GPD’s decision to use SWAT to serve the warrant
The complaint lists the general criteria that GPD uses to decide whether to use SWAT for high-risk search and arrest warrants. However, none of these general guidelines were applicable to the search at Colliers International. The criteria include:
- The crime at issue is a violent crime or is commonly associated with crimes of violence.
- The location in question is barricaded against entry or the suspect is inside a location, vehicle, or hidden from view and refuses to submit to arrest.
- There is reason to believe the suspect is armed and may use weapons against law enforcement officers.
- The suspect’s background reveals a propensity towards violence.
- The location in question is known to be inhabited or frequented by subjects with a propensity towards violence.
- It is not practical to arrest the suspect outside the location in question while meeting operational objectives.
GPD’s Administrative Procedures also use a matrix that generates a score; if the score is in the 0-9 range, that means SWAT would normally not be required. According to GPD’s investigative report, Det. Pinkston’s matrix for this search warrant registered 2 points.
However, according to the complaint, SWAT Commander West “rejected Detective Pinkston’s matrix” and completed his own matrix that registered 10 points because he determined that the search warrant was for items that could be destroyed (2 points), firearms were readily accessible to the subjects (2 points – a half score – because it was unknown whether firearms were accessible) and a possible requirement for forced entry (6 points).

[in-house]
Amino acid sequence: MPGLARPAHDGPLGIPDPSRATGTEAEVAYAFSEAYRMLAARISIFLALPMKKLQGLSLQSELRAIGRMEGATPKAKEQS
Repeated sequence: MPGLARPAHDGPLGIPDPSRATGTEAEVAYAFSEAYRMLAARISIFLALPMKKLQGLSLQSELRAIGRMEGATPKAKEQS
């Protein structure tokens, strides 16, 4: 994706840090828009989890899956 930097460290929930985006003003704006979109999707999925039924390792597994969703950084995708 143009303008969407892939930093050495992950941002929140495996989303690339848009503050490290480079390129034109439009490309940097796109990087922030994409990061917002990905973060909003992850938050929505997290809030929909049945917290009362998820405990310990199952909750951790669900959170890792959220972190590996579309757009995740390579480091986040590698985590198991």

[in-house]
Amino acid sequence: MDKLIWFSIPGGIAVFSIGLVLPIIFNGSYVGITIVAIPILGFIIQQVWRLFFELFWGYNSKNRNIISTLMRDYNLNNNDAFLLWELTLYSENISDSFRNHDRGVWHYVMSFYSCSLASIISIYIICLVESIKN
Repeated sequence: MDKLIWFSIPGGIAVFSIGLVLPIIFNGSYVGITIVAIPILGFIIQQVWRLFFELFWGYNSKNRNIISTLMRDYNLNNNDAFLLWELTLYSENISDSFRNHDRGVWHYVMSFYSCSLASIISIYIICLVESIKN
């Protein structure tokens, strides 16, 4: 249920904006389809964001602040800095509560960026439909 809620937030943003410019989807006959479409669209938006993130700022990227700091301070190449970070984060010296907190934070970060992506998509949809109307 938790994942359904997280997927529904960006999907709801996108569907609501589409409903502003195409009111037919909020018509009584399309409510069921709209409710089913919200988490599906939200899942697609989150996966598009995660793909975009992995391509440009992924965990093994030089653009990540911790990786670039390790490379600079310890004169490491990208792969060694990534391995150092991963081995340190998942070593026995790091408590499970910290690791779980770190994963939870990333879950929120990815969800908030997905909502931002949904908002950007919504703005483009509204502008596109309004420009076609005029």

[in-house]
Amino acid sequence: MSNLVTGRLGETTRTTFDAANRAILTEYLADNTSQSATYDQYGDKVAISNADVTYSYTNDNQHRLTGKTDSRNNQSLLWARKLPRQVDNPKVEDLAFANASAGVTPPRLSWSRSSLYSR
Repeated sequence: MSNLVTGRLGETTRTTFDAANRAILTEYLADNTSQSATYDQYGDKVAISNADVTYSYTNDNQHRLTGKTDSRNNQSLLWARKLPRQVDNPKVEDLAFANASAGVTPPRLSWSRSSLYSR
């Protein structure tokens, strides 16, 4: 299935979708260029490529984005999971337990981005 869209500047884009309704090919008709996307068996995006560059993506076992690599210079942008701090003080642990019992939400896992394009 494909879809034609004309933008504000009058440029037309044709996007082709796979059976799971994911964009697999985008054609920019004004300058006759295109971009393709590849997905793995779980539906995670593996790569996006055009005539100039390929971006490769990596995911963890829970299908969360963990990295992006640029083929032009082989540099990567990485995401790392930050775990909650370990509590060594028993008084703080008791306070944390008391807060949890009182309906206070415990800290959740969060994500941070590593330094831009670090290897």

The complaint argues that this revision of the SWAT Search Matrix was based on factors “that would be present in the case of nearly any search warrant.” The complaint states that GPD’s policy at the time gave full authority to the SWAT commander to determine when SWAT would be deployed to support service of a search warrant. Because of this, as the complaint quotes from the Internal Affairs report, “utilizing the GPD SWAT Team for the execution of search warrants with various risk levels has become a fairly standard practice… for approximately 1 year.”
Issues with the service of the warrant